"That's an absolute lie," Royals general manager Dayton Moore told MLB.com, "an absolute lie. It's a lie."
Tribe general manager Mark Shapiro declined to comment specifically on the rumor. But he, too, made it pretty clear the reports were imaginative, to say the least.
The basis of the rumor was as follows: The Indians were looking for a third baseman to replace the departed Casey Blake and the disappointing Andy Marte, and the Royals are looking for an outfielder to possibly man center field, bumping David DeJesus to left.
It was reported that trade talks between the two clubs centered around Teahen coming to Cleveland and moving to his natural position at third after two seasons in the Kansas City outfield, and the Indians sending one of three outfielders -- Franklin Gutierrez, Ben Francisco or Minor Leaguer Trevor Crowe -- to the Royals.
Run with it?
Uh, not so fast.
"Not only have I not been discussing it," Moore said, "but it's a flat-out lie, and you can print that."
The tall tale involving Teahen speaks to a larger issue in today's game. The Internet has drastically increased competition among scribes covering clubs and has allowed the faintest whispers of a rumor to become the loudest rumblings of a deal in a matter of mere hours, if not minutes.
While not addressing the Teahen situation specifically, Shapiro said it is difficult to conduct the business of the offseason in such an environment.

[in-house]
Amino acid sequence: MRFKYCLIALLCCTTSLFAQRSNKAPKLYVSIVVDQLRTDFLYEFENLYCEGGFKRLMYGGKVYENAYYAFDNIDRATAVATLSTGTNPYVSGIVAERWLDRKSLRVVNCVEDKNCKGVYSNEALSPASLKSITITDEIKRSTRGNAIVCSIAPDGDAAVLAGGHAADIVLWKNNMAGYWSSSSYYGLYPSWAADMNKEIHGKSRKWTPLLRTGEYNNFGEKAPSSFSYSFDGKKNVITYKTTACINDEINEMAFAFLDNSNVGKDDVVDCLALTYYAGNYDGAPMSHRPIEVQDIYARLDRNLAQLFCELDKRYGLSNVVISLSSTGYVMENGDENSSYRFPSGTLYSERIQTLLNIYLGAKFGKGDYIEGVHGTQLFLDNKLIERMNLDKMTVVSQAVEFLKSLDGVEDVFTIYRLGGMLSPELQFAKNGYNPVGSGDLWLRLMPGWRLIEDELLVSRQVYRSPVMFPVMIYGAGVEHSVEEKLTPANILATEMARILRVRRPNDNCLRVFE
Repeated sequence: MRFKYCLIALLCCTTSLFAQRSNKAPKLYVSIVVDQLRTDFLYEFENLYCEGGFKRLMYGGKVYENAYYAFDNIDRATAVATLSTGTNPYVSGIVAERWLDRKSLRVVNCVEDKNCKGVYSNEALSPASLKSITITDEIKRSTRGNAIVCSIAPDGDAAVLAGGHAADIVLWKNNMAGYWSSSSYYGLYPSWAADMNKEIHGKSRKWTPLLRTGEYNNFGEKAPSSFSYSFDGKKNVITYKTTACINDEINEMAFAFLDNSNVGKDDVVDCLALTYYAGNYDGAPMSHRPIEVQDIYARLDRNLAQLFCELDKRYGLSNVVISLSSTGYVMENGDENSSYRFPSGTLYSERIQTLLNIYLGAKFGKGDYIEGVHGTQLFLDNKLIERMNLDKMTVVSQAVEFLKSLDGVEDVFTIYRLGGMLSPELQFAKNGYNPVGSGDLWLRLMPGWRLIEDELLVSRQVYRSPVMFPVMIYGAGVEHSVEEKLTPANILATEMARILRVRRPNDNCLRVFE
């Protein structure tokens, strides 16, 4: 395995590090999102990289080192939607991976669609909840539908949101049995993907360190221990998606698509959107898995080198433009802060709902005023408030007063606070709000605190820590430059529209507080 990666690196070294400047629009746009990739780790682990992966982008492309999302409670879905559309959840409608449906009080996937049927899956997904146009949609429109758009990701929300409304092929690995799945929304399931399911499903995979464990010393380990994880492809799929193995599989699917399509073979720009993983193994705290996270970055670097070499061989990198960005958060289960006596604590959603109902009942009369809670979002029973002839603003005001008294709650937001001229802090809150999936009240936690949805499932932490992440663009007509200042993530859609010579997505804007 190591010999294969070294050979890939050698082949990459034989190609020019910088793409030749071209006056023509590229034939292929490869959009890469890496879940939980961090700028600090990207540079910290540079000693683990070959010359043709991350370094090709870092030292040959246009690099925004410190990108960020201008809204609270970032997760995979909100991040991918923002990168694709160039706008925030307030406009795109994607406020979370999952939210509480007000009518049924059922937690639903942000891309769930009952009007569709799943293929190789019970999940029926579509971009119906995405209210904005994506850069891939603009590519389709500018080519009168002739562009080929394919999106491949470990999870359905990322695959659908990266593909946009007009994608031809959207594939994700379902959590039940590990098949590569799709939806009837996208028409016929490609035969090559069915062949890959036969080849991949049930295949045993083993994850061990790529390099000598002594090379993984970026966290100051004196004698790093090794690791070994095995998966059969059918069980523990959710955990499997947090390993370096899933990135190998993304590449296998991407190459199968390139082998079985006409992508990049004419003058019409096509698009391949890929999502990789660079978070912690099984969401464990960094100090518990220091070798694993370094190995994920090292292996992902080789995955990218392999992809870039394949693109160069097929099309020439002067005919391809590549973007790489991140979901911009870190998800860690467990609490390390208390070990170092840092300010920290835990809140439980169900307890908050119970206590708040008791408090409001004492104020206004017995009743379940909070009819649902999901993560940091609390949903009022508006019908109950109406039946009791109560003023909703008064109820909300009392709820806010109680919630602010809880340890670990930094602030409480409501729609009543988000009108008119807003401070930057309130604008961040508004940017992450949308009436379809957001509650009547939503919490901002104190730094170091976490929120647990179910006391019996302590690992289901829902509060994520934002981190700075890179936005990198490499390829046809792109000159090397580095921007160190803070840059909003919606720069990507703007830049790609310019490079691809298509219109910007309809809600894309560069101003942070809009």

"When baseless rumors get generated, it's unfair to the player and potentially damaging to the completion of a deal," Shapiro said. "Beyond that, it's just not the way you want to do business."
The supposedly baseless Teahen talk was rare only for the time of year in which it was generated. Such rumors are commonplace as the Hot Stove season unfolds, and particularly during December's Winter Meetings.
The only oddity to this rumor was that it surfaced during the postseason, when teams are more likely to be gathering information on other clubs, rather than sealing any deals.
In fact, teams are forbidden from announcing any major moves during the World Series, so as not to divert attention from the Fall Classic. Of course, that doesn't preclude the basis of a deal from being formed. But more often than not, teams are looking for an alignment, not acting upon one.
"This is a time of intense due diligence," Shapiro said. "Every team is determining fits, needs and potential alignments for trades."
Apparently, the Indians and Royals, at the moment, are not aligning on a trade involving Teahen. But this certainly won't be the last time the two clubs are aligned with the rumor mill.